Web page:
Rhiannon Jenkins Tsang is a British writer whose work contains strong international themes and focuses on historical, cultural and emotional fault lines. Rhiannon was born in Yorkshire, read Chinese at Oxford University, and has nearly thirty years experience of the greater China world. Her debut novel THE WOMAN WHO LOST CHINA was published by Open Books www.open-bks.com in 2013. It was listed by Rana Mitter in The Daily Telegraph in his ten book literary tour of China and has been well reviewed and sold internationally. Rhiannon’s poem, Oxford is a Port won first prize at the Melbourne Festival in 2013.
Rhiannon is also a non practising lawyer and when she is not writing, teaches Chinese language and culture for business people on behalf of the UK Department of Trade and Industry. She lives in a traditional Nottinghamshire village with her husband and son, and is currently working on her next two novels. www.rhiannonjenkinstsang.com
TICKETS ARE AVAILABLE FROM NOTTINGHAM PLAYHOUSE and on the door if not sold out. There will be a licensed bar.
One of the most fun and rewarding things I have done this year as a result of THE WOMAN WHO LOST CHINA, came about after accepting an invitation to run a poetry and Chinese calligraphy session for a local Moslem childrens’ prayer and youth activity group, Mapperly Associates. I have never taught before with people popping round the back corner of the book shelves to join the call for prayer and then coming back into the group a little later, all shy smiles!
The afternoon initially was a challenge because the children were of different ages and abilities and faiths. The prayer group in Mapperly, Nottingham (UK) runs an open house and all are welcome. We had fun building Chinese characters in the first half of the session and then had a big international food tasting party as a prelude to our poetry writing workshop on food. We enjoyed Indian wedding sweets and English Easter simnel cake, amongst other delicacies! I wanted the older children in particular not just to think about taste, shape, smell, colour and texture, but the way different foods and eating or cooking situations made them feel.
What a joy it was to see a little boy who “hates creative writing” come out with a super poem entitled Pizza Pizza on the Wall, and to watch the very youngest little girl, Jousefa, climb onto a stool alongside the big boys, and read out her work about a chocolate cake with a fairy on the top to the group. In the best tradition of poetry, the children could have gone on writing and performing all night. MASHALLAH!
For more information about the youth activities at Mapperly Associates in Nottingham, UK, please contact email@example.com
Tomorrow THE WOMAN WHO LOST CHINA’S birthday fiesta week comes to an end. Now might be a time to take advantage publisher’s discounts on the book. Purchases must be made via paypal from my website or direct from Open Books.
The USD paperback is reduced from $16.95 to $15.99 and ebook from $4.99 to $3.99. The GBP paperback is reduced from £10.98 to £9.99.
“Have you seen today’s Daily Telegraph?” Last summer a friend I had not heard from for years was on the phone.
“Well, THE WOMAN WHO LOST CHINA, is in it!”
I hurried down to our local village shop. Sitting in the sunshine on the pub wall in front of the dovecote, I cautiously opened the newspaper. Sure enough, my friend was right.
Rana Mitter author of CHINA’S WAR WITH JAPAN 1937-1945 THE STRUGGLE FOR SURVIVAL had included THE WOMAN WHO LOST CHINA in his ten book literary tour of China. I couldn’t believe it; seeing my “WOMAN” listed alongside great literary names from the Chinese Republican period such as Lu Hsun and Mao Dun. It was certainly a red letter day!
You don’t need to go to China to tour China, and there are a host of fantastic China books in English outside the bestseller list. Click here to read Rana’s suggestions-Flights of Imagination
We are nearly half way through THE WOMAN WHO LOST CHINA’S birthday fiesta week. Don’t forget my publisher is offering discounts throughout the week on the THE WOMAN WHO LOST CHINA purchased via paypal on this site or direct from OPEN BOOKS. I Don’t miss out!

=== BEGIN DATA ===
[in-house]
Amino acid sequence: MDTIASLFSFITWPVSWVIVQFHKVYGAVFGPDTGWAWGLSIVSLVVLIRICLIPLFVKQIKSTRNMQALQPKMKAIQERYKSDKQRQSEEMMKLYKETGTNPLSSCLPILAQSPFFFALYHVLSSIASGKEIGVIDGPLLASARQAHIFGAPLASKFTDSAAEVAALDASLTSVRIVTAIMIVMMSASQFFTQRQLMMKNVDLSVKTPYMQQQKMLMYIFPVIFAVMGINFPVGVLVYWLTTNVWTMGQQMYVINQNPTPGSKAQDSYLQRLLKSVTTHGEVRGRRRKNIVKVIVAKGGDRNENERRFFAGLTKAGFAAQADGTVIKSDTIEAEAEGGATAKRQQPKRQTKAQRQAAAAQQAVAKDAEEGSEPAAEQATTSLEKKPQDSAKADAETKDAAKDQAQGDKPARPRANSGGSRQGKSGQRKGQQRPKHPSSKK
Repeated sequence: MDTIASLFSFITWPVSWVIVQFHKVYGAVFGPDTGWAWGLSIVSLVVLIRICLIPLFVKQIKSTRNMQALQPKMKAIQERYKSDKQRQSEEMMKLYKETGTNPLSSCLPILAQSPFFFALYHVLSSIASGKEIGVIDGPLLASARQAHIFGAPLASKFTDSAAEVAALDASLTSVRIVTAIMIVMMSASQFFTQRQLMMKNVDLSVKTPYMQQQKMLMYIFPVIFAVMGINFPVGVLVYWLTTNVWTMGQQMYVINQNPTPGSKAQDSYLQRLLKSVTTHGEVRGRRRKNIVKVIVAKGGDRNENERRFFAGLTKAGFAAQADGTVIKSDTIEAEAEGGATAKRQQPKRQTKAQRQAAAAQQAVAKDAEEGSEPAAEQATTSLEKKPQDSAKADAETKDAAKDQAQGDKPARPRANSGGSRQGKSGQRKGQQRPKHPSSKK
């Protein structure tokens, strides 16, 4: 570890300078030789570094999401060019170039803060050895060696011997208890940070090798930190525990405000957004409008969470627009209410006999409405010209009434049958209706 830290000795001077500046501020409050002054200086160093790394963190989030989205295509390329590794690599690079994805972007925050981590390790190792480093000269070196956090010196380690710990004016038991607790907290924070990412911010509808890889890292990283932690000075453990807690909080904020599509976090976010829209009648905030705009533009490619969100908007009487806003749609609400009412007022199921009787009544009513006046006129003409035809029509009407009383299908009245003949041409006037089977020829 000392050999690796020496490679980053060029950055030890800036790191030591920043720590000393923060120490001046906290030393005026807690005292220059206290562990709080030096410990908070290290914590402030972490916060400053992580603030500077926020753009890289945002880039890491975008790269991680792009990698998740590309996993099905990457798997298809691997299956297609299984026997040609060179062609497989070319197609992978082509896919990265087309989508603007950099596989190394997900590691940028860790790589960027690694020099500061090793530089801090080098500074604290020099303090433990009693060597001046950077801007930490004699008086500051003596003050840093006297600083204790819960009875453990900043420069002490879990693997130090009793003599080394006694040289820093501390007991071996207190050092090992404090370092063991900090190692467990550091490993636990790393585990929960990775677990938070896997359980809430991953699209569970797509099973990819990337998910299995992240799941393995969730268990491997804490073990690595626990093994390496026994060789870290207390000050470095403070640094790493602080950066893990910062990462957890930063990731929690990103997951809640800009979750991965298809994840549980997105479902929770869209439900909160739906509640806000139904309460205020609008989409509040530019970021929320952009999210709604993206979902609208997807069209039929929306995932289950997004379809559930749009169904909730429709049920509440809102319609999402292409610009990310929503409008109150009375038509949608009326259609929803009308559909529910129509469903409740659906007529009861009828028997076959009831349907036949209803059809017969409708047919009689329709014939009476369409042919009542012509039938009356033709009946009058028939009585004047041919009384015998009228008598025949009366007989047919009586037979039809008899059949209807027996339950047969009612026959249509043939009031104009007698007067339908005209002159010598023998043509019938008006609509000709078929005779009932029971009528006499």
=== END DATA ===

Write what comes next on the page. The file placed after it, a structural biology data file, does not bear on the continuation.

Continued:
I have always wanted to say “Good Morning America!” on the radio and not long after THE WOMAN WHO LOST CHINA was published I got the call! American talk show host Cyrus Webb got in touch from Mississippi. Would I like to be a guest on CONVERSATIONS LIVE?
I cannot say that I wasn’t nervous. It was my first LIVE radio interview and I was following in the footsteps of Jackie Collins and other famous people. I was also worried that I might make a terrible Anglo American linguistic gaff! But Cyrus was the best interviewer and host. Gentle and courteous he helped me get the best out of myself. It was not until after the broadcast that he told me that it was I who was the 600thguest on his show!
And don’t forget those discounts on THE WOMAN WHO LOST CHINA available via paypal links on this site or direct from Open Books.
The USD paperback is reduced from $16.95 to $15.99 and ebook from $4.99 to $3.99. The GBP paperback is reduced from £10.98 to £9.99.
Sometimes, just sometimes, you meet someone on social media with whom you make a great connection, and it doesn’t matter if you are thousands of miles apart living completely different lives. It just works!
It was like that when I met fellow writer Karen Ma, author of Excess Baggage, a novel about two Chinese sisters separated by the Chinese Cultural Revolution with one growing up in Japan, the other in China. Karen and I seemed to have a lot in common. Both of our books, Excess Baggage and The Woman Who Lost China, tell China stories different from the ones more commonly told in English. Excess Baggage focuses on the Chinese diaspora in 1980s Japan, while The Woman Who Lost China turns around family torn apart by the Chinese civil war. In addition, both Karen and I are wives and mothers, juggling our literary life alongside the demands of a busy family; kids roller skating in the dining room, euphoniums and mucky rugby kit!
When the opportunity came up to interview Karen for the Asian literary journal, Asian Cha, I jumped at the chance. Karen deals with some difficult issues in her book, so I asked her some tricky questions; about “giving the Chinese money grubber a human face,” what it means to be Chinese today, her experience of being ethnic Chinese living in New Dehli, why so many Chinese seek to emigrate and what they expect when they move abroad, amongst other things!
Direct, like her characters in Excess Baggage, Karen gave insightful and honest answers. Read the full interview in Asian Cha here.
Karen Ma’s Excess Baggage was published by Long River April 2014 and is now newly available in paperback and eformats from amazon.co.uk.
Rhiannon Jenkins Tsang is a writer and author of The Woman Who Lost China, a historical novel about China, published by Open Books in June 2013. Her work has strong international themes and is characterized by a focus on historical, cultural and economic fault lines.